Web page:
3. Issue and defect management procedures: When a project takes shape, it is bound to experience issues and defect in one or the other areas of the project. It is the responsibility of the team to identify the problems that are to arise and ensure that they have proper solutions.

      4. Process measurement database: Collecting and preparing a database of the available information that pertains to the ongoing processes and products. The process will help in measuring the real-time workflow concerning those carried out previously.

      5. Project files from previous projects: The availability of project files from previous projects will help provide scope for improvement in identifying the loopholes in the current project and bridging the gap where ever necessary. The process will mainly look into aspects of scope, cost, schedule, performance measurement baselines for references also by focusing on the project calendars and project schedule for allocating and carrying out work.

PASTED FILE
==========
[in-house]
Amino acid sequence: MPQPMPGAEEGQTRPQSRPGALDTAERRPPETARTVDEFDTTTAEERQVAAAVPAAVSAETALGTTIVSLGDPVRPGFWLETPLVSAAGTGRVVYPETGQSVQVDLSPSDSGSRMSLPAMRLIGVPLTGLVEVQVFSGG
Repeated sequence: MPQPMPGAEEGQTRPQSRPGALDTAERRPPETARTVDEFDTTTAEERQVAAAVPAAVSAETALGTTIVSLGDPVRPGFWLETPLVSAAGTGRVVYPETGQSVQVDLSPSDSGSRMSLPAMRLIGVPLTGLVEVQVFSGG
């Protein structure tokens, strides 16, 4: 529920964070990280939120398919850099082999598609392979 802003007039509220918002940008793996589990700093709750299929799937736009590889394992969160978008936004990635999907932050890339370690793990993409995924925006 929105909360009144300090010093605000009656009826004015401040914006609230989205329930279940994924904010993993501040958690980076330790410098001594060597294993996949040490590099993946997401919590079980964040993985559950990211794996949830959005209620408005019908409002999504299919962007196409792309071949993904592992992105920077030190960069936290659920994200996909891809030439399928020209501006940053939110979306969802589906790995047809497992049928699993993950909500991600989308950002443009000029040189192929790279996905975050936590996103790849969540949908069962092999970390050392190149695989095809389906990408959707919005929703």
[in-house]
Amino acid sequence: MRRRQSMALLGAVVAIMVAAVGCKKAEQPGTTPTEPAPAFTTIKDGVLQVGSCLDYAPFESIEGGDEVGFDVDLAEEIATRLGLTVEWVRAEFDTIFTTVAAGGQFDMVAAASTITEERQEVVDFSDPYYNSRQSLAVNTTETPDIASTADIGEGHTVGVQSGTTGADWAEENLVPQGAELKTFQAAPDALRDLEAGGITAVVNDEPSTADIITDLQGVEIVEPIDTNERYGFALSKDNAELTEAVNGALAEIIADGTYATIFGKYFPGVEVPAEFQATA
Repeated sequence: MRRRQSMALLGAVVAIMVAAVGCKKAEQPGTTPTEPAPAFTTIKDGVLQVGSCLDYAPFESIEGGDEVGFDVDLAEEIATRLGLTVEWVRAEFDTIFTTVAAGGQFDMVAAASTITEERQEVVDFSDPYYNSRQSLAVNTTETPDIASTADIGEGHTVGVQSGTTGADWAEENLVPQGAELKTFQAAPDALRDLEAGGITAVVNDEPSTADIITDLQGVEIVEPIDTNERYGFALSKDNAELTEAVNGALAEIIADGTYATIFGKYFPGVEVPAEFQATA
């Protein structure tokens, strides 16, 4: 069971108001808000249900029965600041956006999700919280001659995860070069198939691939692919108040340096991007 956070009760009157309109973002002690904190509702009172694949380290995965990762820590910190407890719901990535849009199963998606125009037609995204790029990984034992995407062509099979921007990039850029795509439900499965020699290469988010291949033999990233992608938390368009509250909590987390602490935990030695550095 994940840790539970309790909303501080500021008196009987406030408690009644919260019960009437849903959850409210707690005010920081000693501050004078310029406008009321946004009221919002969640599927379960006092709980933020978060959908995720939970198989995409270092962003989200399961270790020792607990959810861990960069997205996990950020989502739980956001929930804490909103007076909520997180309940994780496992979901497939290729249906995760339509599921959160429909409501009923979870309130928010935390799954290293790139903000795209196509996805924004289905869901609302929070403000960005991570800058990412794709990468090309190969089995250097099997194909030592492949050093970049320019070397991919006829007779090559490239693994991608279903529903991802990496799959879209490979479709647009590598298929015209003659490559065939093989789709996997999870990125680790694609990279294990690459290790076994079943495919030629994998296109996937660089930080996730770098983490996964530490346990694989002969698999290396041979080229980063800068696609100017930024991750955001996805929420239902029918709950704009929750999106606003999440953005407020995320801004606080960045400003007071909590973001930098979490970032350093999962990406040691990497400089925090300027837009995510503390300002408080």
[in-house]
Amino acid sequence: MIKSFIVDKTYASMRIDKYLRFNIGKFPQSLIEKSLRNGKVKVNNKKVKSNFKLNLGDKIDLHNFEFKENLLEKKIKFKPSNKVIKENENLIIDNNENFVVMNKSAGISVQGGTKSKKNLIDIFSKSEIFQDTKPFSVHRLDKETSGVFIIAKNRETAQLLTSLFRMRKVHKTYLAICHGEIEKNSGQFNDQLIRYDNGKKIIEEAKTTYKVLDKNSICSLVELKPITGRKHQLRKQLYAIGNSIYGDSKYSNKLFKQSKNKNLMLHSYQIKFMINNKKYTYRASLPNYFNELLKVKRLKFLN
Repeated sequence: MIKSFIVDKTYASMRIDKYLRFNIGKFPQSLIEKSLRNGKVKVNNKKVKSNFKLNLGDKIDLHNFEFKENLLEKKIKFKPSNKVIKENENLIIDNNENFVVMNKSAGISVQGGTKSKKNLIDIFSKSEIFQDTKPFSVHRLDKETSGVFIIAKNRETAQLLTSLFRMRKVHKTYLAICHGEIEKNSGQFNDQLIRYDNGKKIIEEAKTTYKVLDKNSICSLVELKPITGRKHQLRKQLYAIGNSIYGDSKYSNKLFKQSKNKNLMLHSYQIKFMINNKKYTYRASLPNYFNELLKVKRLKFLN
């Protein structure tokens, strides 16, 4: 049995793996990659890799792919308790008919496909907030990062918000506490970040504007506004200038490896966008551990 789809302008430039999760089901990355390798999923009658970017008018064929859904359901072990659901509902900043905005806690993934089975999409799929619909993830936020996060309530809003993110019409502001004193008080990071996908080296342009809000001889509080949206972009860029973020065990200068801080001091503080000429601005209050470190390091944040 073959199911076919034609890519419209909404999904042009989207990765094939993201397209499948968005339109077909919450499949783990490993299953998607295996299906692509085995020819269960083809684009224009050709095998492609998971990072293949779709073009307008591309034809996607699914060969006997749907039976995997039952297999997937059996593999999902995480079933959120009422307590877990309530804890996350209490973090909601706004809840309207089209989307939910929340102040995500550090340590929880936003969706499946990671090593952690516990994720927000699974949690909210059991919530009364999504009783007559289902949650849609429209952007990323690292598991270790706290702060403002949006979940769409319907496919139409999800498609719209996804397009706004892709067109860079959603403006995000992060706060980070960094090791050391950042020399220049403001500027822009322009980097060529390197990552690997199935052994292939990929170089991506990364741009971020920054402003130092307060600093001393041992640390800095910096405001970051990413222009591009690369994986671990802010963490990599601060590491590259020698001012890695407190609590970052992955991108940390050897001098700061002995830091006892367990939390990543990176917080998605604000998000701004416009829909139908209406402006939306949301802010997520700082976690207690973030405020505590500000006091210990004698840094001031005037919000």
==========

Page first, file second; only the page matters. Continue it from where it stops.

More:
6. Issue and defect management database: The database will containing information on the status of historical issues and defects, methods used to control those issues, the resolutions that were churned out to tackle the problems and finally getting to know about the results of real-time actions that were carried out. The process, in general, contains results for all the procedures carried out during the issue and defect management procedures stage.

  2. Tools and Techniques

    1. Expert Judgment

      Expert Judgment is an essential stage in the direct and manage project execution process as it involves taking opinions from various units with the organization, consulting subject matter experts for reviews, including insights from the stakeholders and last but not the least views from professional and technical associations. Finally, the project management has to conduct procurements.